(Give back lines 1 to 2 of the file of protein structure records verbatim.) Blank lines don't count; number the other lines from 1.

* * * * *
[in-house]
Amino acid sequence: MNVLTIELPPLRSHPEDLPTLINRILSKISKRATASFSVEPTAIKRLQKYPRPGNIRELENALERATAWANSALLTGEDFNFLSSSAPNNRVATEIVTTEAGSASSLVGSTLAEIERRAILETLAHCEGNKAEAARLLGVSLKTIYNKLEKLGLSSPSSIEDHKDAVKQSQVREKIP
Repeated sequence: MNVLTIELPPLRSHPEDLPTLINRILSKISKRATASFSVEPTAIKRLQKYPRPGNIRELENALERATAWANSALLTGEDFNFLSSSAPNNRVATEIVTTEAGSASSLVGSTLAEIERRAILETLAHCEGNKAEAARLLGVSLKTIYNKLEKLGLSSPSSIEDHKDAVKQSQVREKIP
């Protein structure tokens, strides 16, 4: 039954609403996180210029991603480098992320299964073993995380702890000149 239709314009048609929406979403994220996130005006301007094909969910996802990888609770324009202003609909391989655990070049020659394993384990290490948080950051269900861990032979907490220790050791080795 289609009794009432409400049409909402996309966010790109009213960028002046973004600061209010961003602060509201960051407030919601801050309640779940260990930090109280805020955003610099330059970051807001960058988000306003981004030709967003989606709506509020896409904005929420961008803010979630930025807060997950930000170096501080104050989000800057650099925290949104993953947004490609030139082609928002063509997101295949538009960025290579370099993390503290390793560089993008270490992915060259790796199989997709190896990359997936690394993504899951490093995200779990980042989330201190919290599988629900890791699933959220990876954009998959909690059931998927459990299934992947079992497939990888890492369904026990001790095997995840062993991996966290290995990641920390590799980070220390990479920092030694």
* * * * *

[in-house]
Amino acid sequence: MNVLTIELPPLRSHPEDLPTLINRILSKISKRATASFSVEPTAIKRLQKYPRPGNIRELENALERATAWANSALLTGEDFNFLSSSAPNNRVATEIVTTEAGSASSLVGSTLAEIERRAILETLAHCEGNKAEAARLLGVSLKTIYNKLEKLGLSSPSSIEDHKDAVKQSQVREKIP